“We are not final because we are infallible, but we are infallible only because we are final.” – Justice Jackson 
Neither did the United States Constitution expressly believe that the Supreme Court ever was infallible, nor did it believe it to be final.
The American Constitution called for a Separation of Powers. Though the populist view was in favour of the same, it was quite confusing as to what the Separation of Powers exactly meant till 1788 when Publius explained  : “No political truth is of greater intrinsic value than the separation of powers”  and goes on to read “The accumulation of all powers, legislative, executive, and judiciary, in the same hands ….. may justly be pronounced the very definition of tyranny.”  The intention of the framers was only to ensure that none of the three branches rule with unfettered and uncontrolled authority  . This meant that each of the branches imposed some limitations on the powers of the other two, a system of governance that came to be known as the Systems of Checks and Balances. Further within the confines of these Checks and Balances, the Judiciary was considered to be “the least dangerous”  .
While examining the Encroachment of the judiciary into Executive Functions, this paper seeks to determine that the Judiciary is not, as it was believed to be, the least dangerous of all branches and will seek to criticise the same.
This paper is divided into 4 sections. The first section would be a brief description of Judicial Review and Judicial Encroachment and will seek to look into cases dealing with the same. The Second section will deal with the Judicial Encroachment into Quasi-Legislative Functions of the Executive. The third section would deal with the Quasi-Judicial Functions of the Executive, while the next section would deal with the Judicial Encroachment into Pure Executive Functions. Finally the author would give his opinions and views in the final section.
The judiciary has been deciding cases about the functions of the Legislative and Executive branches for over 2 centuries now. The term “Judicial Review” has been coined to explain this intervention of the courts into the activities of the other branches, if it feels that such activity violates any provision of the Constitution. Judicial Review, in itself has a positive connotation that the intervention of the courts is justified, and needed.
The framers of America’s Constitution did not consider it important to mention this power of the Court in the text of the Constitution.  But this exclusion meant that there existed confusion as to the existence of the Court’s power to review the actions of the other branches of the Constitution. It was only in 1788  that the confusion was sub served “The interpretation of the laws is the proper and peculiar province of the courts.”  This, he said was considered an intrinsic part of the Constitutional spirit, and hence was not a part of the actual text.
The power of Judicial Review in the American context was formulated by Chief Justice John Marshall, who it seems borrowed from the Federalist Papers, when he pronounced “It is emphatically the province and duty of the judicial department to say what the law is.”  Although this case established the existence of the Judicial Review in the American context, it did not determine the extent of the same, and that is what went on to be debated over years, and still is. The Court, in a subsequent case  , held unconstitutional a delegated legislation because it did not lay down guidelines within which the power of delegated legislation was to be exercised. This case was another landmark judgment sowing the seeds of Judicial Review in the United States Judiciary.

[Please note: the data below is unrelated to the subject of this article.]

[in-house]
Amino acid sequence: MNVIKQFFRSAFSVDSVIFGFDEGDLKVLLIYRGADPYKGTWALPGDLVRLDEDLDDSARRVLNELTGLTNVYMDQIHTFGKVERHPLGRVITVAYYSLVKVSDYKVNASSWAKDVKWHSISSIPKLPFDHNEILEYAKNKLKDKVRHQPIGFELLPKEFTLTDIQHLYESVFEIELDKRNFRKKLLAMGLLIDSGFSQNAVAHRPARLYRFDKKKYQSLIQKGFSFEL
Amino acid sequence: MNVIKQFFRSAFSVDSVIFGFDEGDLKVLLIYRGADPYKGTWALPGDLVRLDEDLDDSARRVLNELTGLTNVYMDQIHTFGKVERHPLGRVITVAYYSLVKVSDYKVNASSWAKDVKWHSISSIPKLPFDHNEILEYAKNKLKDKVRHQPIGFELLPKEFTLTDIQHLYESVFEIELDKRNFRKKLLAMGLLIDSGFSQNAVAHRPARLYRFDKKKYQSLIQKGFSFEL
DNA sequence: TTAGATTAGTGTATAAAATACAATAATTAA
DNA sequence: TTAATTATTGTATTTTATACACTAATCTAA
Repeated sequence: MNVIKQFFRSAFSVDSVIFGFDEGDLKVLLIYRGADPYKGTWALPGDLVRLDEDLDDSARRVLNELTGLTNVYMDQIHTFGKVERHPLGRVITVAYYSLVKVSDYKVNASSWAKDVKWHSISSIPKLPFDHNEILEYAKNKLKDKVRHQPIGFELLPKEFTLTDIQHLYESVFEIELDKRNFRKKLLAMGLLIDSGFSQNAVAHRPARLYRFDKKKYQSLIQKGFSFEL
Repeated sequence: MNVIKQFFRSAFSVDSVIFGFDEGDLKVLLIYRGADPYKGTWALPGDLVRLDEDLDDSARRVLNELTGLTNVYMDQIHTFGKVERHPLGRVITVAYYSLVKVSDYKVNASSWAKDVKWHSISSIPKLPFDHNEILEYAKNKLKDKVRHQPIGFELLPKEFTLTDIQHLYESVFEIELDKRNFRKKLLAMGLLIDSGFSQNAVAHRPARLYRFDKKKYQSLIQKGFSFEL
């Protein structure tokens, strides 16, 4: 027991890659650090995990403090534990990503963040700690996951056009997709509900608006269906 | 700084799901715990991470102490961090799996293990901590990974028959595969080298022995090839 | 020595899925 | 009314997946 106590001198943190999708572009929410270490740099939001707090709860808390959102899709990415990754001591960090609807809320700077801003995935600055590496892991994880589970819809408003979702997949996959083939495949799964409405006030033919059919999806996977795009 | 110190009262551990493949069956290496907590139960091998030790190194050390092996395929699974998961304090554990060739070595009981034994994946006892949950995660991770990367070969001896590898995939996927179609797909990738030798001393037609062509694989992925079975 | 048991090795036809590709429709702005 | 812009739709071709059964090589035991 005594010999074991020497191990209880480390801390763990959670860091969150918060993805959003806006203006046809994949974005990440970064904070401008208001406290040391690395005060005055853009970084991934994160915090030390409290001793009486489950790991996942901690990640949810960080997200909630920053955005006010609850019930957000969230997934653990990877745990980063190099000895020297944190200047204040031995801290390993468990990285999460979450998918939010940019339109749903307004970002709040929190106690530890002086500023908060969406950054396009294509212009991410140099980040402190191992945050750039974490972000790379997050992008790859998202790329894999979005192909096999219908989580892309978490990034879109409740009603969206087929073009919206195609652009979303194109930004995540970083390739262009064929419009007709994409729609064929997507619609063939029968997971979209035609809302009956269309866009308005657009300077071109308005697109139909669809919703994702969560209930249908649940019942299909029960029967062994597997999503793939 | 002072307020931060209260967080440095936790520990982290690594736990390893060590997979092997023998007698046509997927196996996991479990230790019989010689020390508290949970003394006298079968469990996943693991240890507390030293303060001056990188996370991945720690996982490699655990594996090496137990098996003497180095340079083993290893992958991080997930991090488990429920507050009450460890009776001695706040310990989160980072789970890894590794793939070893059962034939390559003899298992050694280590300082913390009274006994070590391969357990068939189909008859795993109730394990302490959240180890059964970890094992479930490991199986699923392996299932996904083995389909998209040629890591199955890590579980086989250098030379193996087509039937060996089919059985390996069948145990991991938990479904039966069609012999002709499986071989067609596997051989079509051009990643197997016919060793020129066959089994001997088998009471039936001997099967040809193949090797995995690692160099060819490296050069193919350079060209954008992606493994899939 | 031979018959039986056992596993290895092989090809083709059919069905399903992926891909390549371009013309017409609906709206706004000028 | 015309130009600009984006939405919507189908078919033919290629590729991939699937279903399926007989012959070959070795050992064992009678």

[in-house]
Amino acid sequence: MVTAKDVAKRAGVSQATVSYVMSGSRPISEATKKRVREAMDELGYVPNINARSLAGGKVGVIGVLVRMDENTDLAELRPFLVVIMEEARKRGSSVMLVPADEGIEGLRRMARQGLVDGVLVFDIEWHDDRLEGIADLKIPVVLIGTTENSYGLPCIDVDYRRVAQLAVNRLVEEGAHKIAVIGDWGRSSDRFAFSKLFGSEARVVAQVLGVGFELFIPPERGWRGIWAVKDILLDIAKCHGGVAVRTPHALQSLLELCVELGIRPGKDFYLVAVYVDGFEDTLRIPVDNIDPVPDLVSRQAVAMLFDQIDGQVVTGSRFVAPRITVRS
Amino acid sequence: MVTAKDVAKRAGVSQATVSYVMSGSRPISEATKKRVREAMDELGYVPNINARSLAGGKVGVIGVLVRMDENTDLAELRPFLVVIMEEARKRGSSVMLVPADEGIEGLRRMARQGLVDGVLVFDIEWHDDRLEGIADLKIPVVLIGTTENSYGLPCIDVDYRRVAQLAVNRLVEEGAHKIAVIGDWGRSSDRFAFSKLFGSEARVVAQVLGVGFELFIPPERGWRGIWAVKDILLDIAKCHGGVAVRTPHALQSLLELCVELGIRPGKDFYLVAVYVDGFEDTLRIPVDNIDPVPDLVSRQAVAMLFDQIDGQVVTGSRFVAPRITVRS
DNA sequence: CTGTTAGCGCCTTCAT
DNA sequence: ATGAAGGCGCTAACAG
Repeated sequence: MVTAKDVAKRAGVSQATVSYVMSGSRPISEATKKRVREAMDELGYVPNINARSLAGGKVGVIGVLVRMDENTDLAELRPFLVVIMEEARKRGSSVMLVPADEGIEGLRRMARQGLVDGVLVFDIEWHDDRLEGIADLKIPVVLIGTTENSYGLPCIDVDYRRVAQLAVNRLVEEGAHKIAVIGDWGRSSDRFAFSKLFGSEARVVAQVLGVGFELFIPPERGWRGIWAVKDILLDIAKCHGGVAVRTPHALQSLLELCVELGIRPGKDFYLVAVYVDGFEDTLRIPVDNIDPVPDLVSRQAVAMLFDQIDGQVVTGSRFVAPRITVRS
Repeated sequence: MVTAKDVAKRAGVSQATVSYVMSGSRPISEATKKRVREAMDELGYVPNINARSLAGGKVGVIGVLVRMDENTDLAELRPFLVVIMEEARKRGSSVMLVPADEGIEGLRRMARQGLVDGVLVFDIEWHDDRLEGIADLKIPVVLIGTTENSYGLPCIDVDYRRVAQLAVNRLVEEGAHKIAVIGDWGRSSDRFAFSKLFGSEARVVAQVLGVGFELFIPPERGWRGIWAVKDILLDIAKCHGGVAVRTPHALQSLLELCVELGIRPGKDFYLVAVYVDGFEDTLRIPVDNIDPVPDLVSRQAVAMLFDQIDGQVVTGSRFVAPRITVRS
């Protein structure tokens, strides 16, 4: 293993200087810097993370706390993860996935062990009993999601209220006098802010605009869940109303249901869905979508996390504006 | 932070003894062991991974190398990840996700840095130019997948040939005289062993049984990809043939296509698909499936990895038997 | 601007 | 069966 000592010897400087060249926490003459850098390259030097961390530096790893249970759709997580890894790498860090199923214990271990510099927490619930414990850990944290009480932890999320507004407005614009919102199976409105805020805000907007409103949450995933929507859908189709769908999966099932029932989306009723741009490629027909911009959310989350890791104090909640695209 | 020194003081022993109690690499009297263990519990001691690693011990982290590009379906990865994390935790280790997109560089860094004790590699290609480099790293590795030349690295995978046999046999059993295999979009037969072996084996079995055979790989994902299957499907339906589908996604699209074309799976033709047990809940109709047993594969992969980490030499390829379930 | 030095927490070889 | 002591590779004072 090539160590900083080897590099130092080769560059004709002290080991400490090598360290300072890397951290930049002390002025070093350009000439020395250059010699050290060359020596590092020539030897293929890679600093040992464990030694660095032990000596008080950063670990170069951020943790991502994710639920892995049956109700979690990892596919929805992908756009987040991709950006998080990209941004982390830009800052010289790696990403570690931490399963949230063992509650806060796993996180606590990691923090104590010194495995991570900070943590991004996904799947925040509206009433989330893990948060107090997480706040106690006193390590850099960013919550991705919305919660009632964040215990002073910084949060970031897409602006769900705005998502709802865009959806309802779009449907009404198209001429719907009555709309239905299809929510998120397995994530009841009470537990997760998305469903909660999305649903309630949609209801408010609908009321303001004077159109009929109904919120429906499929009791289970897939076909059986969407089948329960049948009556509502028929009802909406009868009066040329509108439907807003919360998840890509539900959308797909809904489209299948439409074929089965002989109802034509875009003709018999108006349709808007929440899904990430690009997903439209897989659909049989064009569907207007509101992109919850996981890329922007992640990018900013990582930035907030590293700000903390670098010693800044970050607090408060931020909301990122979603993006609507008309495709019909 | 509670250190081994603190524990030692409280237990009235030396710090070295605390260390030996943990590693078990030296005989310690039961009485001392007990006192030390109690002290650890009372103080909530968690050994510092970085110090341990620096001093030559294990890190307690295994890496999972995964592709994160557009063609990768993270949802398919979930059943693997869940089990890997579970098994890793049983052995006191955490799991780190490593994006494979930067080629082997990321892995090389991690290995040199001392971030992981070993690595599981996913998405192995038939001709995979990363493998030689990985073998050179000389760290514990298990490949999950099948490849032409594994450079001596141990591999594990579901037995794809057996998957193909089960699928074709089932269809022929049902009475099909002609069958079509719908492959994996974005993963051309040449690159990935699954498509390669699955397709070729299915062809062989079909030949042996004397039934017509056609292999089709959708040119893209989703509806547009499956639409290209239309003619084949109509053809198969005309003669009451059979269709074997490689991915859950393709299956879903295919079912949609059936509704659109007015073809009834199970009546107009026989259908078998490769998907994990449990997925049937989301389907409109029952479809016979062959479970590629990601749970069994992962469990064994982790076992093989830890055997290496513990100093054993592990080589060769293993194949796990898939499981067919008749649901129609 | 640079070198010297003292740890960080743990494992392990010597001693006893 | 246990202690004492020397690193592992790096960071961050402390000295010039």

On the other hand, “Judicial Encroachment” is the term used by all opponents of this judicial intervention into the other areas. Judicial Encroachment, prima facie, supports the belief that the judiciary is venturing into areas not meant for it, thereby violating the Constitution. However it is now believed that Judicial Encroachment might not necessarily carry with it a negative connotation.
It is the purpose of this paper to determine if the intervention of the Courts into the functions of the Legislature and Executive is to be defended, or is a manifest disregard of the Constitutional spirit of the Separation of Powers.
Since the connotation of Judicial Encroachment remains somewhat equal, neither positive, nor negative, the author would use the term for his analysis.
Judicial Encroachment into Quasi-Legislative Functions of the Executive
The Executive is vested with some Quasi-Legislative functions. Some of them are Constitutional  , others being delegated to it by the Legislature. While delegation of these powers, the Legislature lays some limitations to the exercise of these powers. Further even the Constitution lays down limitations on the Executive. Any of the three bodies cannot contravene any provision of the Constitution. It is the violation of these limits by the Executive that calls for Judicial Encroachment into the Quasi-Legislative functions of the Executive.
In the author’s view the encroachment here by the Judiciary is not just warranted, but more importantly imperative. This is probably one of the most important checks on the quasi-legislative powers of the Executive. In the absence of which, the Executive might act in an arbitrary and unreasonable manner. The power of the Court here acts as a check on the arbitrary use of power by the Executive.
The President it was believed had “inherent powers” or “inherent authority” to ignore a Congressional Act till Little v. Barremme, when the Supreme Court rejected the argument and held a Presidential Order invalid since it contravened a Congress Act.
Another instance of such rejection of the contravention of the limitations on powers imposed was the Youngstown, Sheet & Tube Co. v. Sawyer  case, in which the Supreme Court held a Presidential Order for the seizure of steel mills unconstitutional. The order was held as such because the President in ordering for such seizure decided not to get the approval from the Congress, which was mandatory in such cases.